Being a handy sort, I figured I'd just pull up the toilet, replace the wax ring, and then bingo, a toilet that directs water into the sewer system properly.  Every parent wants their kids to have functional plumbing someday.  No parent wants to be in their grown child's bathroom wetting their shoes while they are visiting.

Up comes the toilet...

And then I had to pull up a few tiles...

And then I discovered that I should probably replace the whole vanity...

It was mushy down thar!

I'm not terribly upset.  It's okay that I'm faced with a leaking toilet and a couple of uneven tiles and crappy contractor grade cabinetry...because...yeehaw, it's home improvement time again!

I love my power tools.

You see my hammer?  I love my hammer.  I love my shop-vac.  I am going to love removing that countertop and sink and patching walls and painting and installing faucets!  I love plumber's putty and grout and primer.


Yeah, you knew where that was going.  I'm sorry.  I could not help myself.

That half glass of pun could go either way.

Monday, November 11, 2013

Two thoughts from my husband on Veteran's Day

My husband, Justin, is a Desert Storm war veteran.  He always says it better than I can on this day.

This is in response to a man who objected to being wished a "Happy Veteran's Day!" because it should not be a festive occasion.  Certainly it's a day of remembrance, shouldn't positive emotions about service be included as well?  Justin writes:
I am a veteran, and I do appreciate the word "happy." I am happy to have served with so many fine soldiers. I am happy to be counted among those who served. I am happy that people stop to remember, even for a moment or two. I am happy in the knowledge there are those willing to serve, sacrifice, and pass on a tradition of service. I am happy politically diverse people with integrity around the world can agree on a few fundamental issues, and that honoring their nation's veterans is one such issue. Look in my eyes. I am happy to have survived combat. I am happy to have a family. Do I despair at the loss of so many fine people? Yes. Am I sober and saddened when I think of the cost of war? Yes. Are far too many veteran's lost in their fear , anger, and depression? Yes. But when I am with my friends, those who I served with, we are happy in each others' company. So, Happy Veteran's Day to all those who served, sacrificed, and answered the call. Thank a Veteran in your own way, be respectful of the sacrifice, and be happy for the life each veteran has after the war, for far too many have yet to find the joy which can be had in this world.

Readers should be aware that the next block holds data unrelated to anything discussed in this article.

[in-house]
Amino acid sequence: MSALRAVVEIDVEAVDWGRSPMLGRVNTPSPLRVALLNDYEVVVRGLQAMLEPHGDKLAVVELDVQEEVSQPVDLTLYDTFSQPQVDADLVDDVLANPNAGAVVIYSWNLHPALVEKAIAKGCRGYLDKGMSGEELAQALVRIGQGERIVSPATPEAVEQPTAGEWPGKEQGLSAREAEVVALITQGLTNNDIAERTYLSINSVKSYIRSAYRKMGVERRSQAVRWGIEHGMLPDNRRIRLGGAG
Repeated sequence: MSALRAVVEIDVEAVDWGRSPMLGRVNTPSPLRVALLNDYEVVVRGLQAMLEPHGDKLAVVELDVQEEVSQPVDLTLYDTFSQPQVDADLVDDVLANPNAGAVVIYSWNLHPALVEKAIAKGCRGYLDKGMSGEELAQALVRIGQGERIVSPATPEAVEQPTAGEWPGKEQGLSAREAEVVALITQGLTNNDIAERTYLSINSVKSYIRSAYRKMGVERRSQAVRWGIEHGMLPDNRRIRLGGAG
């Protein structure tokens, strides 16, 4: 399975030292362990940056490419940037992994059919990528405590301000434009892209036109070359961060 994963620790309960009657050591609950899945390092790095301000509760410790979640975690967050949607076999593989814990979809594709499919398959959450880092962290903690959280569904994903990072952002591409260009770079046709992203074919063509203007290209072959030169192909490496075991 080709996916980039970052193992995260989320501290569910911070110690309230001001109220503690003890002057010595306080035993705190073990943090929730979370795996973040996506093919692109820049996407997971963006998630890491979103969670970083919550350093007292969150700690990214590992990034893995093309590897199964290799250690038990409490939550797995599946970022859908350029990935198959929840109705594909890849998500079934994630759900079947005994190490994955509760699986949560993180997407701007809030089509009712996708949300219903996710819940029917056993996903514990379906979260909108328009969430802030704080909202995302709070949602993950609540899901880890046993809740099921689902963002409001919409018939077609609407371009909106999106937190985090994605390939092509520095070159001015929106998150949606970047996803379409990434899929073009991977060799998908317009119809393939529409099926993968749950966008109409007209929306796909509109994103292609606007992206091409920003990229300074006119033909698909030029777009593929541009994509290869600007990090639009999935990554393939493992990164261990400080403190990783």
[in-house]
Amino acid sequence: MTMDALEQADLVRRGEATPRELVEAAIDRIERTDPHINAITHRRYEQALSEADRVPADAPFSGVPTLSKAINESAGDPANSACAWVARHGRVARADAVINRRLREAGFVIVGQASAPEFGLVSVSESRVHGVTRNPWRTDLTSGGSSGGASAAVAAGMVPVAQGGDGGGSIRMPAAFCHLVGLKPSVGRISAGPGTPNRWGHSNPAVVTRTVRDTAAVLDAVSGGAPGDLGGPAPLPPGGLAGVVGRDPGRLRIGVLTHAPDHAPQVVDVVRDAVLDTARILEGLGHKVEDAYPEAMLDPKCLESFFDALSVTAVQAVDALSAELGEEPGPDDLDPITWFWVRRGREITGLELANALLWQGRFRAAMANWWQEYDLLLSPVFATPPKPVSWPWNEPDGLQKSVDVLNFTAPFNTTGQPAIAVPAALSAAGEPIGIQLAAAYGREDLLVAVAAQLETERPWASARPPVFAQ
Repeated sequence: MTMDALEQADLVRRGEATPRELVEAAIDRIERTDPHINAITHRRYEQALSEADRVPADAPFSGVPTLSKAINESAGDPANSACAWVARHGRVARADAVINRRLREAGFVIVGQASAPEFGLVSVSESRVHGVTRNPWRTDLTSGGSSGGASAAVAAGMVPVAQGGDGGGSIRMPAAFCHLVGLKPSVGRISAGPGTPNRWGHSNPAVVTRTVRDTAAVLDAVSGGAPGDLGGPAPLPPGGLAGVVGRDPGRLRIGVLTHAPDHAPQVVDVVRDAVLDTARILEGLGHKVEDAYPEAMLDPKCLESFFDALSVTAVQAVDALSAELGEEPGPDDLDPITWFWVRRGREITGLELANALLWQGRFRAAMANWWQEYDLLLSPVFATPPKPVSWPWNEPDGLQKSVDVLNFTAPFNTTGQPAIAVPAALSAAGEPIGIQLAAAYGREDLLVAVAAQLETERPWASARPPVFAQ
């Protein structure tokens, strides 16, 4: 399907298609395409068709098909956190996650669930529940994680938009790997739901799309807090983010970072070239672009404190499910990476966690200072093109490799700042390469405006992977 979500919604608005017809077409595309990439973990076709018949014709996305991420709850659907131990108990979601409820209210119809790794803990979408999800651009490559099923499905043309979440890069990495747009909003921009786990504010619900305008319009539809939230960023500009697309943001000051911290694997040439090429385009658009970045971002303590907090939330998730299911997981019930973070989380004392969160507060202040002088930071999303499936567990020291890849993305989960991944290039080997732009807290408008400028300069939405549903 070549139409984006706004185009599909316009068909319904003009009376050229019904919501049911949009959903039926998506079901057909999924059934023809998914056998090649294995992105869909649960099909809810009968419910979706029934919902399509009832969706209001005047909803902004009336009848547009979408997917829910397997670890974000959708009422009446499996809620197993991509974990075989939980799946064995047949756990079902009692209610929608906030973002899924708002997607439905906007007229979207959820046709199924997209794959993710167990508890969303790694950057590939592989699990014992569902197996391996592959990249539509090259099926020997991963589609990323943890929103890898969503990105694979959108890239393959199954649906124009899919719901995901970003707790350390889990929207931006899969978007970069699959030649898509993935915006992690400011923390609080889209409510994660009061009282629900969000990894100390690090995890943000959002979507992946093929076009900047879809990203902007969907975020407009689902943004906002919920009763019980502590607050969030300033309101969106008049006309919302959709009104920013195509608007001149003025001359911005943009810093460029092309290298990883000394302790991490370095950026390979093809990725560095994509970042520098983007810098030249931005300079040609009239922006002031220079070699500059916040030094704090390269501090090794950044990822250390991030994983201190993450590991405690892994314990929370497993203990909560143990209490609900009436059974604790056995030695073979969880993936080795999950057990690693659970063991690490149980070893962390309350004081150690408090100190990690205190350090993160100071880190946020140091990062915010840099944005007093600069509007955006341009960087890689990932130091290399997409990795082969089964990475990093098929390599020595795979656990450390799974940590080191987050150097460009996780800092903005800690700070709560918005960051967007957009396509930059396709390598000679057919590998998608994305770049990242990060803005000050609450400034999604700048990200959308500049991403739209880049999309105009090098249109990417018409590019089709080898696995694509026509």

Then as a note on his Facebook page:
...as you go on about your day, please take the time to say thank you to a veteran.  Maybe you know someone personally, and maybe you might see a stranger walking own the street---it doesn't make any difference. Please, just say "thank you" in your own way.  As a veteran, I don't mind this day has become an excuse for buying a couch or television on the cheap.  Honest.  I don't even care if you don't thank me personally because I was not alone in my efforts.  I had friends in my platoon in Operation Desert Storm (and other various units) who boosted me up as I tried to boost them.  The result was this: We were a synergistic effort, the whole more valuable than the sum of our parts.  And that goes for every veteran, regardless of whether he or she served in combat.  When you thank one veteran, you are really thanking all veterans in a tradition which goes farther back than recent decades.